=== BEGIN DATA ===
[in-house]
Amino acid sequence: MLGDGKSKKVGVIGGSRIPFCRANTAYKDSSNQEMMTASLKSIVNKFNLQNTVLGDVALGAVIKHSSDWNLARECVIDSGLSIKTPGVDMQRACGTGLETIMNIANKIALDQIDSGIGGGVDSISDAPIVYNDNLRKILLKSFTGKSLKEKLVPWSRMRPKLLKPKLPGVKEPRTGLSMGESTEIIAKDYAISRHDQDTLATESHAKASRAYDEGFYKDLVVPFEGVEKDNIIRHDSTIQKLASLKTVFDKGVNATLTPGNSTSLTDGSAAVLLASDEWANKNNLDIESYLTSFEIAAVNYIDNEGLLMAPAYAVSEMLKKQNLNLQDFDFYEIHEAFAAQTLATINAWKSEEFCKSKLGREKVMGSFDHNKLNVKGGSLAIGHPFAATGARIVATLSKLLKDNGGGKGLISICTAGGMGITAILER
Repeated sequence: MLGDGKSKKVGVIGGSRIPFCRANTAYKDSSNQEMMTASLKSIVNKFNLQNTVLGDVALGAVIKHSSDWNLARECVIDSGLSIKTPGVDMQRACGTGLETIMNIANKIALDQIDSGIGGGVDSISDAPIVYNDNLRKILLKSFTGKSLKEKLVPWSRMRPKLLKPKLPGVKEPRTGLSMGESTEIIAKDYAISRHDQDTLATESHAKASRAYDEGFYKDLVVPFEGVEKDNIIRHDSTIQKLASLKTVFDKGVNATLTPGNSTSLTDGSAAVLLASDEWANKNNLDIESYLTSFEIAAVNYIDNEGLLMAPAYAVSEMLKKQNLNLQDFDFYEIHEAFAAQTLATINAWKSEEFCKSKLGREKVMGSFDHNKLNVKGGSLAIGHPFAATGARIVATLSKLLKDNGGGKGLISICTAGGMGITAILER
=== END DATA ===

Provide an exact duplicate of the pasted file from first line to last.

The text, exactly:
[in-house]
Amino acid sequence: MLGDGKSKKVGVIGGSRIPFCRANTAYKDSSNQEMMTASLKSIVNKFNLQNTVLGDVALGAVIKHSSDWNLARECVIDSGLSIKTPGVDMQRACGTGLETIMNIANKIALDQIDSGIGGGVDSISDAPIVYNDNLRKILLKSFTGKSLKEKLVPWSRMRPKLLKPKLPGVKEPRTGLSMGESTEIIAKDYAISRHDQDTLATESHAKASRAYDEGFYKDLVVPFEGVEKDNIIRHDSTIQKLASLKTVFDKGVNATLTPGNSTSLTDGSAAVLLASDEWANKNNLDIESYLTSFEIAAVNYIDNEGLLMAPAYAVSEMLKKQNLNLQDFDFYEIHEAFAAQTLATINAWKSEEFCKSKLGREKVMGSFDHNKLNVKGGSLAIGHPFAATGARIVATLSKLLKDNGGGKGLISICTAGGMGITAILER
Repeated sequence: MLGDGKSKKVGVIGGSRIPFCRANTAYKDSSNQEMMTASLKSIVNKFNLQNTVLGDVALGAVIKHSSDWNLARECVIDSGLSIKTPGVDMQRACGTGLETIMNIANKIALDQIDSGIGGGVDSISDAPIVYNDNLRKILLKSFTGKSLKEKLVPWSRMRPKLLKPKLPGVKEPRTGLSMGESTEIIAKDYAISRHDQDTLATESHAKASRAYDEGFYKDLVVPFEGVEKDNIIRHDSTIQKLASLKTVFDKGVNATLTPGNSTSLTDGSAAVLLASDEWANKNNLDIESYLTSFEIAAVNYIDNEGLLMAPAYAVSEMLKKQNLNLQDFDFYEIHEAFAAQTLATINAWKSEEFCKSKLGREKVMGSFDHNKLNVKGGSLAIGHPFAATGARIVATLSKLLKDNGGGKGLISICTAGGMGITAILER